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Sports

Recession takes swing at exclusive golf clubs

Lower rates at public parks cause membership at private courses to drop

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South Shore resident Nicky Beans used to be a paying member of a private country club. Now he plays the links at Nassau County’s public golf courses — at a heavily reduced price from the yearly fees he would have been paying had he kept his private club membership.

“I don’t have the money to go there anymore — the prices have gone up way too much,” Beans, of Malverne, said. “Eisenhower and Bethpage are the places to play at.”

Like Beans, many others have also flocked from private to public courses. Club dues and fees have either become too costly or too hard to justify for people who are struggling in hard economic times.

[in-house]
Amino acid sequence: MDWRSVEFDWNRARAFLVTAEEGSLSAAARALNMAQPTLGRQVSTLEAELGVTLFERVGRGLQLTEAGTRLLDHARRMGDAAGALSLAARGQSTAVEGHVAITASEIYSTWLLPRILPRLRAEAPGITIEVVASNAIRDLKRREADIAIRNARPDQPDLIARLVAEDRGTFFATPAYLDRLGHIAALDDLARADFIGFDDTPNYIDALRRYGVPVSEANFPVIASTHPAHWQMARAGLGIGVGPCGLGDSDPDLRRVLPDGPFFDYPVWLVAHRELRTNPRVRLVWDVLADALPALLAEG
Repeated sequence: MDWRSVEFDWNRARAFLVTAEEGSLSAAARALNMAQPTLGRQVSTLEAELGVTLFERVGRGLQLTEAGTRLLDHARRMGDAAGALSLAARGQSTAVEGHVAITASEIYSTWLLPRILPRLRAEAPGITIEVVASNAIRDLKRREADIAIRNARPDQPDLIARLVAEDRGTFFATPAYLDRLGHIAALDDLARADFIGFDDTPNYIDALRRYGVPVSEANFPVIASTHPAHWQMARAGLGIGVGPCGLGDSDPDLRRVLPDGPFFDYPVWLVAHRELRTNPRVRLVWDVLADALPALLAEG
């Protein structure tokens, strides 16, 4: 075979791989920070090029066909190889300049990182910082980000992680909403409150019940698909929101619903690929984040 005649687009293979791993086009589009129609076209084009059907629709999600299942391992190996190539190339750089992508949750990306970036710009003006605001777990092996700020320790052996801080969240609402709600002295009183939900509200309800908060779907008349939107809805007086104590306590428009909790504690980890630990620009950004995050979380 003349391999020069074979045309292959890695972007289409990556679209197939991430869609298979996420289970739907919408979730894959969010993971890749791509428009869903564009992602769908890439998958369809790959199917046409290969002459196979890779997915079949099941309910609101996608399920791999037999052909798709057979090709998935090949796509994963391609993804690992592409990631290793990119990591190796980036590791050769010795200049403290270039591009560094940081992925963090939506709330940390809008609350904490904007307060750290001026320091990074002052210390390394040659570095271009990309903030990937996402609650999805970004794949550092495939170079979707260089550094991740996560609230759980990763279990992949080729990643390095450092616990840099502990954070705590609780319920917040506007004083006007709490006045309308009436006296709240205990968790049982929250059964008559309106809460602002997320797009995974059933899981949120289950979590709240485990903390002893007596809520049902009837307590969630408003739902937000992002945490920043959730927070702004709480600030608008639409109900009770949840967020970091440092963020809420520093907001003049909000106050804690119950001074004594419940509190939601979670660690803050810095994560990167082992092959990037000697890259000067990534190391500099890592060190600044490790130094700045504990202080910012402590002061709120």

The downward trend in private club memberships is especially pressing for the Five Towns, where there are four private clubs — Inwood Country Club, Woodmere Club, Seawane Club and The Rockaway Hunting Club — and the Village of Lawrence-owned private golf club, which are in close proximity to one another and compete for the dues and fees of local residents.

“Obviously, the demographics of the community has changed and the number of families [who would join a club] has lowered drastically,” said Donald Mollitor, general manager of the Woodmere Club. “I think at this point, certainly the supply outweighs the demand. Simple economics: there are not enough families in the neighborhood to support the four clubs.”

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